There’s a gap in our conversation on climate change: connecting it to all areas of our quality of life and focusing on ways in which climate change mitigation can also work to alleviate poverty. William Boyd, Senior Advisor and Project Lead for the Governors’ Climate and Forests Task Force (GCF) and Amelia Petersen, Senior Research Fellow, offer firsthand insight into a unique subnational collaboration that is engaging a network of actors from government, civil society, academia, and the private sector to build climate protection into durable frameworks for forest protection and improved rural livelihoods. Be sure to visit http://www.gcftaskforce.org/ – plenty of great info and explanatory graphics. … The Governors’ Climate & Forests Task Force (GCF) consists of 22 states and provinces from 7 countries working to protect tropical forests, reduce emissions from deforestation and forest degradation, and promote realistic pathways to forest-maintaining rural development. (Click image for full size) The GCF was launched to respond directly to the fundamental problems of tropical deforestation and climate change, and the related problems of ecological disruption, biodiversity loss, food/energy/water insecurity, and rural poverty. The overarching rationale of the GCF is that any successful effort to address the complex relationship between forests, land use, and climate change requires multiple efforts at multiple levels of governance, and that state and provincial governments, together with their civil society partners, are among the most important actors in building viable programs for low emissions rural development. The GCF was therefore conceived as an effort to leverage the fact that certain states and provinces around the world are in a position to be early movers in the effort to build robust jurisdictional programs for REDD+ and low emissions development, thereby bolstering overall momentum for the issue and enhancing national and international efforts to demonstrate how this can work in practice.
A key component of this work is a common database that compiles and tracks key activities and program development among GCF members: The GCF Knowledge Database was launched at the UN Conference on Sustainable Development (Rio+20) in June 2012.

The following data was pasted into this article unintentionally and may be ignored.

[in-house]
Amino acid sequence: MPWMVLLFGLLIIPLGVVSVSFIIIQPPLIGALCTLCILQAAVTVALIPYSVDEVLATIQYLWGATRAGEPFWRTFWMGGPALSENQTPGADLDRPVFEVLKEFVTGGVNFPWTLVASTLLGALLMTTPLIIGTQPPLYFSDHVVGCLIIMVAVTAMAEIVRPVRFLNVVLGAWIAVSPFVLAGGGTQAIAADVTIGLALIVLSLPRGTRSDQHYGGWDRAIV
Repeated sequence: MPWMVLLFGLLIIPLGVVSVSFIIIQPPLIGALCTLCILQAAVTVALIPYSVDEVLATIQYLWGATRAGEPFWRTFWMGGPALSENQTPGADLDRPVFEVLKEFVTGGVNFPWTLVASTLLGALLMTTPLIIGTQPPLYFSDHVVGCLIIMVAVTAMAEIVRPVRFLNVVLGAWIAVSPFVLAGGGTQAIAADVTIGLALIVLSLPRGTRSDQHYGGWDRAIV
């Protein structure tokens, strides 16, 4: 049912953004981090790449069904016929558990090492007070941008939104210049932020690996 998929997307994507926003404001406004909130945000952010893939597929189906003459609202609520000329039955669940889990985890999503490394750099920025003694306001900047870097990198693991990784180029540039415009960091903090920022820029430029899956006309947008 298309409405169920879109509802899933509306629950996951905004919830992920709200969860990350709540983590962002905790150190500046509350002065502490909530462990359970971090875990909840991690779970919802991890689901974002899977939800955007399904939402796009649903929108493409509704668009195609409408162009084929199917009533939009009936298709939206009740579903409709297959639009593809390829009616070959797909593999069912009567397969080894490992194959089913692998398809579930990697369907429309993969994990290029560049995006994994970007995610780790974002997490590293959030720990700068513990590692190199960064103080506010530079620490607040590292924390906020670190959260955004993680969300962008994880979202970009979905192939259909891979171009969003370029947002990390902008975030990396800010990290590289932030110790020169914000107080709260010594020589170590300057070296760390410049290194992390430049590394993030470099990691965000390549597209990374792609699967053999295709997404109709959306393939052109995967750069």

The database provides an open, web-based source of information from individual GCF member states and provinces on current status and trends regarding land use and deforestation; forest carbon accounting efforts and methodologies; jurisdictional program development and implementation activities; and related financial flows. The database is updated on a regular basis, and seeks to be fully transparent with respect to all sources of information. It is intended to serve not only the GCF states and provinces, but also their civil society partners, potential investors, and other interested stakeholders. The database is available at www.gcftaskforce-database.org We’re thankful to William Boyd and Amelia Petersen for taking time to sit with us for this Q&A. What is the origin of the GCF Knowledge Database? The GCF Knowledge Database grew out of a needs assessment initiated in 2009 by the GCF member states and provinces. The tool was initially directed at providing key information on REDD+ program development for policy-makers but has evolved to capture the broader elements of jurisdictional programs for low emissions development. In its enhanced form, the database now serves as tool for knowledge management and sharing across the GCF’s 22 jurisdictions. Its publicly accessible platform and performance-tracking features drive improved transparency, providing the knowledge foundation for the development of high-quality jurisdictional programs. GCF members and partners across the world helped to collect information for the first iteration of the Database and continue to update it annually. The Database has been made possible by generous support from the Gordon & Betty Moore Foundation, the ClimateWorks Foundation, and the Climate & Land Use Alliance. Through a grant from the Norwegian Agency for Development Cooperation (Norad), in 2013 the GCF launched an a complementary effort—the GCF Support Network—that will map the network of key actors and activities in individual jurisdictions and provide rapid access to both the local network of relevant actors in each GCF state or province, and to the larger network of resources across the world. How would you describe its ideal use and how it can inform action? The database functions as a real-time asset. It is designed to continuously capture data on the key components of jurisdictional program development and performance in GCF jurisdictions as conditions change on the ground. How is the database structured? The GCF Knowledge Database is organized by country for national-level information and by state or province for subnational information. For each state or province, information is organized into four main categories: forest carbon accounting, governance and implementation, financing, and audits and reviews. How are the members of the collaboration using the database? More than 20% of the world’s tropical forests are in GCF states and provinces, including approximately 75% of Brazil’s and more than half of Indonesia’s tropical forests. Over 500 REDD+ stakeholders are already actively engaging with the data available in the database. The database has generated participation and interest from people working on various aspects of deforestation reduction and low-emissions development programs including heads of government, civil servants, local and international groups, and community liaisons in Indonesia, Ecuador, Japan, Brazil, Malaysia, Mexico, the United Kingdom, Spain, Norway, the U.S., and Nigeria, to mention just a few. Beginning in 2014, the GCF Database will also track activities supported through the GCF Fund. This initiative is an important model for transparent, rapid deployment of climate finance that supports policy innovation at the subnational level. The Database will track and report on the GCF Fund-supported activities, and will continue to identify needs and gaps through both the Knowledge Database updating effort and other GCF activities that can serve as a basis for determining strategic objectives for the GCF Fund. See figure below What are your on-going challenges? The GCF continues to address both internal and external challenges. Internally, we’ve noticed that many jurisdictions still lack the capacity (staff) for ongoing collection and updating of data. We would also like for future versions of the database to include the primary languages spoken in GCF jurisdictions, particularly Spanish, Portuguese, and Indonesian. Externally, there is a continual need for access to high-quality information, for example on financing for projects and programmatic support.